GOTU - A Robin Marlette Novel

BOOK: GOTU - A Robin Marlette Novel
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Copyright 2011 Mike McNeff

 

 

 

This work is licensed under a Creative Commons Attribution-Noncommercial-No

 

Derivative Works 3.0 Unported License.

 

Attribution

You must attribute the work in the manner specified by the author or licensor (but not in any way that suggests that they endorse you or your use of the work).

 

Noncommercial

You may not use this work for commercial purposes.

 

No Derivative Works

You may not alter, transform, or build upon this work.

 

Inquiries about additional permissions should be directed to:
[email protected]

 

 

Cover Design by Sean Dailey

 

Edited by Rachel Leach

 

ISBN 978-1-935961-38-3

 

DISCOUNTS OR CUSTOMIZED EDITIONS MAY BE AVAILABLE FOR EDUCATIONAL AND OTHER GROUPS BASED ON BULK PURCHASE.

 

For further information please contact
[email protected]

 

Library of Congress Control Number: 2011960956

 

DEDICATION

 

This book is dedicated to Pilot/Officer Thomas McNeff and Paramedic/Officer Richard Stratman of the Arizona Department of Public Safety who were killed in the line duty on October 2, 1983 after rescuing over thirty people from raging flood waters, and to all law enforcement officers who have given their last full measure protecting and serving their communities all over this world.

ACKNOWLEDGEMENTS

 

Writing a novel is a journey with many stops at way stations to rest and calibrate your compass. At each way station there are people who offer help and encouragement. My writers group, Just Write on the Coupeville Wharf, was and is a major way station. Bob Mayer got me focused on my writing, as he has done for hundreds of writers. My critique group, Rowena Williamson, Mare Chapman, Hanna Rhys Barnes, and Audrey Mackaman are a source of unrelenting honesty about my writing. Rowena and my sister, Cathy Shaw, each helped shape the original manuscript into something with promise. Ken Shear and my Booktrope team made the book the best it can be. Most importantly, my wife Linda has loved me for over thirty-four years, no matter what new direction my restless mind decides to wander.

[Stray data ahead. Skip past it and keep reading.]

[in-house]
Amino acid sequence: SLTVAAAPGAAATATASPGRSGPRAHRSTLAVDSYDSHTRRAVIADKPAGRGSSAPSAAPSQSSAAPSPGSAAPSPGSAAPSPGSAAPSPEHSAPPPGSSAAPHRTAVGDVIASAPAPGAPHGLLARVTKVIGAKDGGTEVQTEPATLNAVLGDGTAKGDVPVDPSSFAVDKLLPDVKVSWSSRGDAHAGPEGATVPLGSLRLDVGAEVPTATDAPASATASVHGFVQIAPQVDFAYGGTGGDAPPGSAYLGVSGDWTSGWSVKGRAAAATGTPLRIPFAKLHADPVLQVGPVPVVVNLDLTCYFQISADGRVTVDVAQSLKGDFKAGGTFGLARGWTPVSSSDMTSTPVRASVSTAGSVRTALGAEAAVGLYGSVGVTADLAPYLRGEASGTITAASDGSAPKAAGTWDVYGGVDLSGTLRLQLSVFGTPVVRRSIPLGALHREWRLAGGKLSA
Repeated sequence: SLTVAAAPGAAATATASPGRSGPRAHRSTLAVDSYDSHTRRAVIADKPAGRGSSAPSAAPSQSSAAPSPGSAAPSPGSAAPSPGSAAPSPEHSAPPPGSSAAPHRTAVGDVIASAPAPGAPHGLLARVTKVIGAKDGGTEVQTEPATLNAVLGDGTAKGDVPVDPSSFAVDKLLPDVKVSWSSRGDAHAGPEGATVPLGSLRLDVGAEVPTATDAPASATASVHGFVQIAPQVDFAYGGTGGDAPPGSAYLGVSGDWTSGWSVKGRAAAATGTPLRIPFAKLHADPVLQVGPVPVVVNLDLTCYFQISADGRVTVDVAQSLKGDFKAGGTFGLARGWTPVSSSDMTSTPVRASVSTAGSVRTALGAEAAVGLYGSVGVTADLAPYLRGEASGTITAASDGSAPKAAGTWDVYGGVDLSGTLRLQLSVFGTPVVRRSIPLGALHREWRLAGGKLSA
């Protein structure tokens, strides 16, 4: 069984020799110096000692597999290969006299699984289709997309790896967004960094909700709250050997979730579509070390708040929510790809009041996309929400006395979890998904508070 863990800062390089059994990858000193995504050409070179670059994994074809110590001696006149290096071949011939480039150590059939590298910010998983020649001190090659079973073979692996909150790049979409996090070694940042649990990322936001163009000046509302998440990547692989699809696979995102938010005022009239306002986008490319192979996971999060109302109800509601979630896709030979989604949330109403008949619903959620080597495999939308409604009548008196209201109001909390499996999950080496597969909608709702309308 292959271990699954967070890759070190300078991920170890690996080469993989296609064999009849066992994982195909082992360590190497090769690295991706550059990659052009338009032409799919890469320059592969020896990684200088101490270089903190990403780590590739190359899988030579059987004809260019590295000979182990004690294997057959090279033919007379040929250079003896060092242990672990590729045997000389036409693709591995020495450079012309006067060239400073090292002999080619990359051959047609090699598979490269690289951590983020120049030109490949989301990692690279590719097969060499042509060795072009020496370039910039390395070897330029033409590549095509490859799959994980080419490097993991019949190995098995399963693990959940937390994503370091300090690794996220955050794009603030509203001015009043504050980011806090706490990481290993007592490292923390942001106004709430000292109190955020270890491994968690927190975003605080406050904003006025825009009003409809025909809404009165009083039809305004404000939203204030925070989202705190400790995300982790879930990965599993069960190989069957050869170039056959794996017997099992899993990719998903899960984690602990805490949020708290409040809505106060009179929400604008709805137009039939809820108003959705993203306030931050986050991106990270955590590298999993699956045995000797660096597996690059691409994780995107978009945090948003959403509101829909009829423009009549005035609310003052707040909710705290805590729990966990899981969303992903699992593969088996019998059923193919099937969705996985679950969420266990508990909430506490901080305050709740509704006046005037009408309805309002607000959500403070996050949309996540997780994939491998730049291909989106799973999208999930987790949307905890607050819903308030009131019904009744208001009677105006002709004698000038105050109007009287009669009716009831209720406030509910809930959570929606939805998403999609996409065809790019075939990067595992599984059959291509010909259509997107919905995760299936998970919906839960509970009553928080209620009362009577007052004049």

This is a work of fiction. Names, characters, places, brands, media, and incidents are either the product of the author's imagination or are used fictitiously. Any resemblance to similarly named places or to persons living or deceased is unintentional.

CONTENTS

 

ONE

TWO

THREE

FOUR

FIVE

SIX

SEVEN

EIGHT

NINE

TEN

ELEVEN

TWELVE

THIRTEEN

FOURTEEN

FIFTEEN

SIXTEEN

SEVENTEEN

EIGHTEEN

NINETEEN

TWENTY

TWENTY ONE

TWENTY TWO

TWENTY THREE

TWENTY FOUR

TWENTY FIVE

TWENTY SIX

TWENTY SEVEN

TWENTY EIGHT

TWENTY NINE

THIRTY

ONE

 

SCRAMBLE! SCRAMBLE! We have a target!” The intercom blared through the U.S. Customs Air Support offices.

Sergeant Robin Marlette, supervisor of the Arizona Department of Public Safety Narcotics Special Enforcement Unit, jumped up from his desk and ran to the steel door leading to the flight line. He could hear the rush of footsteps behind him as his squad and the U.S. Customs crew poured out of other offices and the ready room. He hit the metal bar on the door and burst into the warm Phoenix summer night, then ran down the dimly lit tarmac to the sinister-looking UH-60 Blackhawk helicopter. He fervently hoped for a jump on a drug smuggler, his favorite thing to do as a cop.

When he reached the chopper, the mechanic had the doors open wide. Robin could just make out the name “Jumpin' Jack Flash” on the nose of the Blackhawk. He climbed in and moved to the middle OD green canvas seat of the first row facing the rear of the aircraft. Robin picked up his Galil ARM 7.62 mm rifle from the seat and sat down.

The smell of JP4 jet fuel added to the aroma of a military aircraft permeating his senses—a comfortable smell to him. He put on his intercom headset and hit the toggle switch, slipped on his tactical vest, and locked in the buckles. A quick check confirmed all of the gear on his vest was secure. Robin snapped himself into his seat harness.

The other six men of the squad and two U.S. Customs agents were doing the same thing. The two Customs pilots already pushed the throttles to full power as they quickly completed the scramble checklist. Two Customs Air Interdiction Officers manned a 7.62 mm Mini-gun in each gunner's window.

Robin listened as the pilot, Jack Moore, better known as “Jumpin' Jack Flash,” talked to the control tower at Sky Harbor Airport. The heat inside of the Blackhawk drew sweat from Robin's pores.